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APIACEAE (Umbelliferae) CARROT FAMILY

Lincoln Constance & Margriet Wetherwax, except as noted

Annual to perennial herb [shrub, tree], generally from taproot. Stem: generally ± scapose, generally ribbed, hollow. Leaf: basal and generally cauline, generally alternate; stipules generally 0; petiole base generally sheathing stem; blade generally much dissected, occasionally compound. Inflorescence: umbel or head, simple or compound, generally peduncled; bracts present in involucres or 0; bractlets generally present in "involucels". Flower: many, small, generally bisexual (or some staminate), generally radial (or outer bilateral); calyx 0 or lobes 5, small; petals 5, free, generally ovate or spoon-shaped, generally incurved at tips, generally ± ephemeral; stamens 5; pistil 1, ovary inferior, 2-chambered, generally with a ± conic, persistent projection or platform at tip subtending 2 free styles. Fruit: 2 dry, 1-seeded halves (= mericarps), separating from each other but generally ± persistent to central axis; ribs on halves 5, 2 marginal, 3 to back; oil tubes 1–several per interval between ribs.
300 genera, 3000 species: ± worldwide, especially temperate; many cultivated for food or spice (e.g., Carum, caraway; Daucus; Petroselinum); Bupleurum lancifolium Hornem. is historical garden weed; some toxic (e.g., Conium). Mature fruit generally critical in identification, shape given in outline. Hydrocotyle moved to Araliaceae. Petroselinum crispum (Mill.) A.W. Hill is a waif. —Scientific Editors: Douglas H. Goldman, Bruce G. Baldwin.

Key to Apiaceae

SANICULA
Biennial, perennial herb, rhizomed or tap- or tuberous-rooted, glabrous or minutely scabrous. Stem: generally spreading to erect. Leaf: blade oblong-ovate to obovate, entire to ternately, palmately, or pinnately lobed, dissected, or compound. Inflorescence: heads simple, in cymes or racemes, dense, of bisexual and staminate (staminate only) flowers; bracts entire or lobed, < to > heads; bisexual flowers pedicelled or not, staminate generally long-pedicelled. Flower: calyx lobes prominent, persistent, occasionally fused; petals wide, yellow, purple, or ± white (pale red-orange), tips narrowed, generally lobed; styles long or short; ovary tip projection 0. Fruit: oblong-ovate to round, ± compressed side-to-side; fruit-halves ± cylindric, prickly to scaly or tubercled; ribs 0; oil tubes evident or obscure, regularly or irregularly arranged; fruit central axis not obvious. Seed: face flat or grooved.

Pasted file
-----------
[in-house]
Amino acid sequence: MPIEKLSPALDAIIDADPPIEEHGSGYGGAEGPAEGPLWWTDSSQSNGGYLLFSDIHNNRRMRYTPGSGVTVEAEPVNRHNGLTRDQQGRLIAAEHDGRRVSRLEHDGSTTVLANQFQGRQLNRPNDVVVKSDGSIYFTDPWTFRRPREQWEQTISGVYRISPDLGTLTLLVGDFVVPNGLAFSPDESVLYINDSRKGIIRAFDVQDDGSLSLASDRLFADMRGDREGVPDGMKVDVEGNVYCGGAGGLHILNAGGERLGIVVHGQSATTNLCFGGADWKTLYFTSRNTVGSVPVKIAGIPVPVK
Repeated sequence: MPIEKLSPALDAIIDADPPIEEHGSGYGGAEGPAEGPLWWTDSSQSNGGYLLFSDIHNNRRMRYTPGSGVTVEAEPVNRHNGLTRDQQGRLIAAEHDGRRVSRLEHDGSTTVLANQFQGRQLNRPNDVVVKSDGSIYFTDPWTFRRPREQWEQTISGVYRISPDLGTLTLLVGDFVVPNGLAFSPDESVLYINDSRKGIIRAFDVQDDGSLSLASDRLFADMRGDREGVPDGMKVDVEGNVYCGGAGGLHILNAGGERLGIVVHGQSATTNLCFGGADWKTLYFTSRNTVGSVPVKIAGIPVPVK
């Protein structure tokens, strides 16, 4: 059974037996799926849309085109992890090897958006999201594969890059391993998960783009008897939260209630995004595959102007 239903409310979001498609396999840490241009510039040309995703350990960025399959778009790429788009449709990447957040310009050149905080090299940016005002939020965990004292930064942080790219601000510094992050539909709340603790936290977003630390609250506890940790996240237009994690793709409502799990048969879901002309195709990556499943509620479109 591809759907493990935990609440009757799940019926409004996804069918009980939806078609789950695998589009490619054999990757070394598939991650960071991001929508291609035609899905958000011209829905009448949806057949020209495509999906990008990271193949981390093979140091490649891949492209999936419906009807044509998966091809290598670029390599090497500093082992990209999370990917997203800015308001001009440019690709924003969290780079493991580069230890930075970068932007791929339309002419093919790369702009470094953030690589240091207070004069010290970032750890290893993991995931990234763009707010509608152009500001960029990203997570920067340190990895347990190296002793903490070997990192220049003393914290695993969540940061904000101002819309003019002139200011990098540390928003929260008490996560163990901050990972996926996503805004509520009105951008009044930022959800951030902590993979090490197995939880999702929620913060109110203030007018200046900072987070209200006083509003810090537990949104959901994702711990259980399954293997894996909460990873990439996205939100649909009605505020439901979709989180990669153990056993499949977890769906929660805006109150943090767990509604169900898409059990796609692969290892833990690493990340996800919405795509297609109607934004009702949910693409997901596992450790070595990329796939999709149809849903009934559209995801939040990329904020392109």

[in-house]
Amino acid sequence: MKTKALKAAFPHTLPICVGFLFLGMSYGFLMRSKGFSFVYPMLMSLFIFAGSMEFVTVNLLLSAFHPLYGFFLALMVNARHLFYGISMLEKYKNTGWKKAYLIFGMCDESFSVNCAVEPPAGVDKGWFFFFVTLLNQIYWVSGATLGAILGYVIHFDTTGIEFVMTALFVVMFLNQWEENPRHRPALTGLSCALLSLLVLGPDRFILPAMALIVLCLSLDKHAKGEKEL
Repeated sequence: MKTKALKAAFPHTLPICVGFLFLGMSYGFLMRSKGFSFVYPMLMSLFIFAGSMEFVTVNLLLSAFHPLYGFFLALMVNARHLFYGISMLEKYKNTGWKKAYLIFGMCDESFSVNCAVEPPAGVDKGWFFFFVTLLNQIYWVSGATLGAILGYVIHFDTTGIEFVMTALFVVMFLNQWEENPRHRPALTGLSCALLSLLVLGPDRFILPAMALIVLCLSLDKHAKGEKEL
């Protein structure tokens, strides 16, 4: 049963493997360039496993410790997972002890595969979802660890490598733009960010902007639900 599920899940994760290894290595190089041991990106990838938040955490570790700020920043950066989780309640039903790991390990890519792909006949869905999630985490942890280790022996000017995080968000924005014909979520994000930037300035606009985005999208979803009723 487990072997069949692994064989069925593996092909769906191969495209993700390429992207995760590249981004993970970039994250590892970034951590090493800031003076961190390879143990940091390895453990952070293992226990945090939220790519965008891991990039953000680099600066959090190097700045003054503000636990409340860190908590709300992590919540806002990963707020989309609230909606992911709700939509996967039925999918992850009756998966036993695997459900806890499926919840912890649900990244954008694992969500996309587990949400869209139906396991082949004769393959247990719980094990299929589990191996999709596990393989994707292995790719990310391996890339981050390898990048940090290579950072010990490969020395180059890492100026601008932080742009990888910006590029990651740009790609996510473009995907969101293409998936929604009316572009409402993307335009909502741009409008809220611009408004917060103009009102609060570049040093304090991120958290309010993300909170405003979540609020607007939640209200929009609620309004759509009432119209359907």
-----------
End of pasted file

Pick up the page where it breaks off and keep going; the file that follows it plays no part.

± 40 species: temperate, ± worldwide. (Latin: to heal) [Bell 1954 Univ Calif Publ Bot 27:133–230]

Key to Sanicula

S. bipinnata Hook. & Arn. POISON SANICLE
NATIVE
Plant 12–60 cm; taproot ± swollen. Stem: leafy. Leaf: compound, ternate then 1–2-pinnate, green; blade 3–10 cm, ± ovate, leaflets well separated, stalked, margins entire to lobed, distal segment of main axis 1–5 mm wide. Inflorescence: peduncle 1.5–9 cm; bracts 6–8, 1–2 mm, < heads, linear to lanceolate, entire; bisexual flower 3–10 per umbel, pedicel 0, staminate 4–6 per umbel, 1–1.5 mm. Flower: inconspicuous; calyx lobes fused at base, ovate, acute; corolla yellow; styles 2–3 × calyx lobes. Fruit: 2–3 mm wide, ovate to ± round, bulbous-tubercled, each generally with short, hooked prickles. Seed: face grooved.
2n=16. Open grassland or pine/oak woodland; 20–1000 m. North Coast Ranges, s Cascade Range, Sierra Nevada Foothills, Sacramento Valley, San Francisco Bay Area, South Coast Ranges, n&c Southwestern California. Possibly TOXIC, but no record of poisonings. Apr–May [Online Interchange]

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Citation for the whole project: Jepson Flora Project (eds.) 2013. Jepson eFlora, http://ucjeps.berkeley.edu/IJM.html, accessed on Jul 24 2014
Citation for this treatment: [Author of taxon treatment] 2013. Sanicula, in Jepson Flora Project (eds.) Jepson eFlora, http://ucjeps.berkeley.edu/cgi-bin/get_IJM.pl?tid=43165, accessed on Jul 24 2014

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click for enlargement Sanicula bipinnata
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2007 Lynn Watson

Bioregions in which Sanicula bipinnata occurs Markers link to CCH specimen records. If the markers are obscured, reload the page [or change window size and reload]. Yellow markers indicate records that may provide evidence for eFlora range revision or may have georeferencing or identification issues.
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CCH collections by month

Duplicates counted once; synonyms included.
Species do not include records of infraspecific taxa.
Blue line denotes eFlora flowering time.